Summary: allow opening link in currently opened tab → allow opening link by a provider to reuse and activate a tab.
I like the idea of a "_social" target as it makes it very clear that a link from the social API is being opened. It frees me, as the provider, from having to worry about what exactly that means and allows you to change the behaviour later, or for the user to customize the behaviour.
Sorry for the bug-spam. This is a first cut at bugs that need (or potentially need) a change to the social api to be implemented appropriately.
Created attachment 689335 [details] [diff] [review] sidebar click handling I don't see any good way to handle targeted links from the social sidebar, but I did discover a click handler that is used by the web panels. I think this is the best possible solution. We could use this and have the same behavior as other web panels. The click handler adds support for target=_content which will always load in the current tab in the current window.
Attachment #689335 - Flags: feedback?(gavin.sharp)
(In reply to Shane Caraveo (:mixedpuppy) from comment #8) > The click handler adds support for > target=_content which will always load in the current tab in the current > window. Unless I misunderstand the proposal, I thought we had decided this was not the behaviour we desired - bug 808001 explicitly changed notification clicks from that behaviour to opening a new tab.
Whiteboard: [needs-api-change] → [needs-api-change][1.5]
Comment on attachment 689335 [details] [diff] [review] sidebar click handling I don't think we want to spread the target="_content" behavior anywhere further if we can help it. Supporting the rest of the contentAreaClick functionality (keyboard shortcuts for link clicks etc.) is probably reasonable. Is it currently possible to address comment 0's use case by doing something like: var w = window.open("url", "mywindow"); w.focus() or does dom.disable_window_flip get in the way? I guess it would. I'm not sure that comment 0's use case is one that we actually should support - having links override your active tab seems potentially confusing.
Attachment #689335 - Flags: feedback?(gavin.sharp) → feedback-
So what I'm thinking is: * Add that patch from Shane which adds onclick="contentAreaClick(event, true);" to the sidebar browser. * contentAreaClick() gets new code to check for 'target="_social"' (or some other attribute?). While we might be able to determine automatically the click is from the sidebar, I'm guessing we want to give providers some control over this so, eg, they can still specify target="_blank" etc? If the attribute is set, contentAreaClick() calls urlSecurityCheck(), then directly calls openLinkIn() with |where="social"|. * openLinkIn() supports this new value |where="social"|. If specified, it attempts to find a tab with an attribute |isSocialTab="true"| (or a better name?) and if found, uses and focuses it. Otherwise a new tab is created and the attribute is added. Note that this means all providers end up "sharing" the same tab - so if you switch providers, the tab used by the old provider will also be used by this provider. That seems reasonable to me in the short term, and should be easy to change without requiring providers change anything if it is a problem later. What this does *not* give us is support for window.open() with a name of "_social", but that is probably a reasonable limitation (and seems like it might be difficult to implement - IIUC, http://mxr.mozilla.org/mozilla-central/source/docshell/base/nsDocShell.cpp#3158 is where this should logically go if we needed it. Hopefully we don't :) Another thing we could consider is making this new behaviour the default for social clicks - ie, if no "target" is specified on a link, it works as described. This would mean providers get this new functionality "for free" (including existing ones, like Facebook.) If we did this, the second bullet-point above would change from "check for target attribute" to "check if there is *no* target attribute and the click event came from the social browser") Gavin - does this sound OK to you, or can you suggest someone else who could review this plan?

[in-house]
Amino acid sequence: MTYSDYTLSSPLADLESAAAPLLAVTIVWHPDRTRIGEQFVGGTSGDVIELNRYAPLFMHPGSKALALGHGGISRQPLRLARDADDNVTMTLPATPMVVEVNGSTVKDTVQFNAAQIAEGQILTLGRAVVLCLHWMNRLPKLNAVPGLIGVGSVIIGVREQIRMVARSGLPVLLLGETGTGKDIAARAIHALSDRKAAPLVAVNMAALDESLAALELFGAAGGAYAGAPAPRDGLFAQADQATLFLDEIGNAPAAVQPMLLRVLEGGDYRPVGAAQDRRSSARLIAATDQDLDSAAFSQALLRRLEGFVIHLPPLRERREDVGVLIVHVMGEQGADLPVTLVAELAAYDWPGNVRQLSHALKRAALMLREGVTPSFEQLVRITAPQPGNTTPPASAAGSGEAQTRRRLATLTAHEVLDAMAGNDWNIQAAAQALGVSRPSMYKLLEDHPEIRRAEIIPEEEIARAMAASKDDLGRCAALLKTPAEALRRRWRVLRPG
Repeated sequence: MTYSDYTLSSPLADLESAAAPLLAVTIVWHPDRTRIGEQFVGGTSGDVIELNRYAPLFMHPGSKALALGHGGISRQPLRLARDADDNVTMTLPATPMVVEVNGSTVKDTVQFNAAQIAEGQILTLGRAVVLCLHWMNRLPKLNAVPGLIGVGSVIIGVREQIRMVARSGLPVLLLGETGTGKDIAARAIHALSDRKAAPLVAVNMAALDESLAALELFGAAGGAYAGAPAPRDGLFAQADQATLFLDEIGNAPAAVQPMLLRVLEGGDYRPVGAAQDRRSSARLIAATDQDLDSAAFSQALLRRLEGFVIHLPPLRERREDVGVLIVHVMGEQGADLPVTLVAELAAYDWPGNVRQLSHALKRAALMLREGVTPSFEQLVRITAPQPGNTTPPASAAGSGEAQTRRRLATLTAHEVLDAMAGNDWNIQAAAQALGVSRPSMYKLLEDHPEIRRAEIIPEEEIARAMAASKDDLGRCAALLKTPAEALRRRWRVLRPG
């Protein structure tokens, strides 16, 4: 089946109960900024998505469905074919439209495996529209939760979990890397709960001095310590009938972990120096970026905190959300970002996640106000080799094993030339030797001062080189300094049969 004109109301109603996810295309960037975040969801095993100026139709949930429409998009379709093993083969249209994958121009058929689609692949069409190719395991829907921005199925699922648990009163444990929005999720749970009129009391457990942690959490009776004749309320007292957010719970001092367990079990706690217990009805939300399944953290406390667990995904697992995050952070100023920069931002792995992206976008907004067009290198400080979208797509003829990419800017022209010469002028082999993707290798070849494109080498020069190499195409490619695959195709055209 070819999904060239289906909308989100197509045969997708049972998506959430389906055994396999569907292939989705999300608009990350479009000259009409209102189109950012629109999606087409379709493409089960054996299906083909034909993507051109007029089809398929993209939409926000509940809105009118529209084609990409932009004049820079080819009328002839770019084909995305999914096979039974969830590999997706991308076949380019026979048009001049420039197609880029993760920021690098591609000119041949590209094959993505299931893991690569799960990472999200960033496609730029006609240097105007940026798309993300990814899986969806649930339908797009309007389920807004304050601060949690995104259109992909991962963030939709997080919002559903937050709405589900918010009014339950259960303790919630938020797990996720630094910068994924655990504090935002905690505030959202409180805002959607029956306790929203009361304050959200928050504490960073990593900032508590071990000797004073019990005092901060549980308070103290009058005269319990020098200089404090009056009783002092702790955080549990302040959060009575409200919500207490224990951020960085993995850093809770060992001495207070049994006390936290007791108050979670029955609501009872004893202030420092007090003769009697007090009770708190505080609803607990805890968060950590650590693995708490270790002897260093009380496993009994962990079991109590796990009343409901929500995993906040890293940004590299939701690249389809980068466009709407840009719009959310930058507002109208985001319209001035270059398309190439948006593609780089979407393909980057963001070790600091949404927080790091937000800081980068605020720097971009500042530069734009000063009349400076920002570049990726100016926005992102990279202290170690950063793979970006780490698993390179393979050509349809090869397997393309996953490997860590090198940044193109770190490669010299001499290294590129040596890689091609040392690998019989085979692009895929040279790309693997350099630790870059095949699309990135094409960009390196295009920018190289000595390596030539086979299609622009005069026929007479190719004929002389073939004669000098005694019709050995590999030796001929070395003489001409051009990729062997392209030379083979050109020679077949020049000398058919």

Sorry, I guess I lost track of this need-info somehow :/ I'd like to avoid designing a solution for this specific use case if we could avoid it - I'm not sure it's important enough to merit that.
We've had a few complaints about the "open many tabs behaviour", but not enough to state for certain it is a global problem.
Per policy at https://wiki.mozilla.org/Bug_Triage/Projects/Bug_Handling/Bug_Husbandry#Inactive_Bugs. If this bug is not an enhancement request or a bug not present in a supported release of Firefox, then it may be reopened.
Status: NEW → RESOLVED
Last Resolved: 2 days ago
Resolution: --- → INACTIVE